Genetic Risks: What’s in the Cards?

DVT, Blood Clots Big Risk for Those With Genetic Abnormality We talk a lot about ways to reduce the appearance of spider veins and how to bare your legs in shorts despite your varicose veins in Boca Raton, but there are much more serious vein concerns worth noting. Spider and varicose veins are a big deal, but the discolored appearance on your leg isn’t going to put your life at risk.

Most people think of blood clots as something that won’t happen to them. Even if you spend most of your day sitting down or travel often on long plane rides you might not think twice about your risk of a blood clot until you come face to face with the reality. Blood clots are a lingering concern for a small portion of the population, but unfortunately a lot of these people don’t know who they are.

A simple genetic abnormality called factor V Leiden (“V” is pronounced “5”) can significantly increase your risk of developing blood clots, but frequently goes undiagnosed because it does not produce any other symptoms or reveal itself on a typical blood test. Yet, this blood abnormality is the most common hereditary clotting disorder to affect adults in the United States.

Screening for Factor V Leiden

Though the screening examination for factor V Leiden isn’t expensive or particularly difficult, it isn’t something that is included in routine blood exams. The only time that people go and get tested for the condition is when there is a family history of blood clots, heart conditions or pulmonary embolism. One cousin might develop a series of blood clots while in the hospital for a typical injury and is found to have the defect, which would prompt her siblings to be tested for the abnormality. This would signal a chain of reaction, as more family members are advised to be tested as well.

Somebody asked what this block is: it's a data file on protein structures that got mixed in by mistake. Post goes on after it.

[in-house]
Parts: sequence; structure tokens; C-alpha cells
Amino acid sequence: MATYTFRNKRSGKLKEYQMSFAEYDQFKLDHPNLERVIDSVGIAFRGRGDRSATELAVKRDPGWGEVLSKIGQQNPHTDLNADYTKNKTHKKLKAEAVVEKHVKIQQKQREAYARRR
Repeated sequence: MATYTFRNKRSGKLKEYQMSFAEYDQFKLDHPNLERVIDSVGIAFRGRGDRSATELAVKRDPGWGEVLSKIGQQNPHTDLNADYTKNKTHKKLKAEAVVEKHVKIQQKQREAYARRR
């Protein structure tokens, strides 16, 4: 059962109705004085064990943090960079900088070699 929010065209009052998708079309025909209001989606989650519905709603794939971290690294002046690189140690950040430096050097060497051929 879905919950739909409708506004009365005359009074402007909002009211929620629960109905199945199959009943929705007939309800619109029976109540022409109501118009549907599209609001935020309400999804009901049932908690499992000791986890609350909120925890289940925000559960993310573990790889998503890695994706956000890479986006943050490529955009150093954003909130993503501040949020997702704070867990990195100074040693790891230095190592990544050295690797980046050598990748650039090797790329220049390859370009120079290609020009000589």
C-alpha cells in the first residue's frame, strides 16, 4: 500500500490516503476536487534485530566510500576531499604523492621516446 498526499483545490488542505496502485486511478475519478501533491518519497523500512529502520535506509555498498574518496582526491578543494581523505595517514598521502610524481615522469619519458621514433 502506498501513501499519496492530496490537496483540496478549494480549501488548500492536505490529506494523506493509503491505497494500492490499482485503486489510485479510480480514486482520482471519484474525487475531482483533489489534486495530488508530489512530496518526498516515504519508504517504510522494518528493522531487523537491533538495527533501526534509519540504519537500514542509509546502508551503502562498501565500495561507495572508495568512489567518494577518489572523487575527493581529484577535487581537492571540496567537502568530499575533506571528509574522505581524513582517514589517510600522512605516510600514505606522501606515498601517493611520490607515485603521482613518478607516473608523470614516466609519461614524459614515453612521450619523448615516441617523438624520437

Physicians ask patients about their family medical history all the time, but a lot of people don’t connect certain dots until the connection is right in front of them. A history of miscarriages, heart problems and blood pressure irregularities could all point to factor V Leiden, but a lot of people think of these as three separate and unrelated ailments.

Somewhere between two and seven percent of the Caucasian population in the United States is affected with this defect, and the condition is even rarer among Asians, African Americans and Hispanics. However, if you have a family history of blood clot related disorders then it might be worth getting tested. Knowing you have an increased risk for developing blood clots can help you avoid situations where a problem could arise, like tight sleeping quarters, lengthy periods of sedentariness, smoking and taking birth control pills. By knowing you are a carrier of the disorder you can pursue preventative treatment like taking anticoagulants or wearing compression stockings.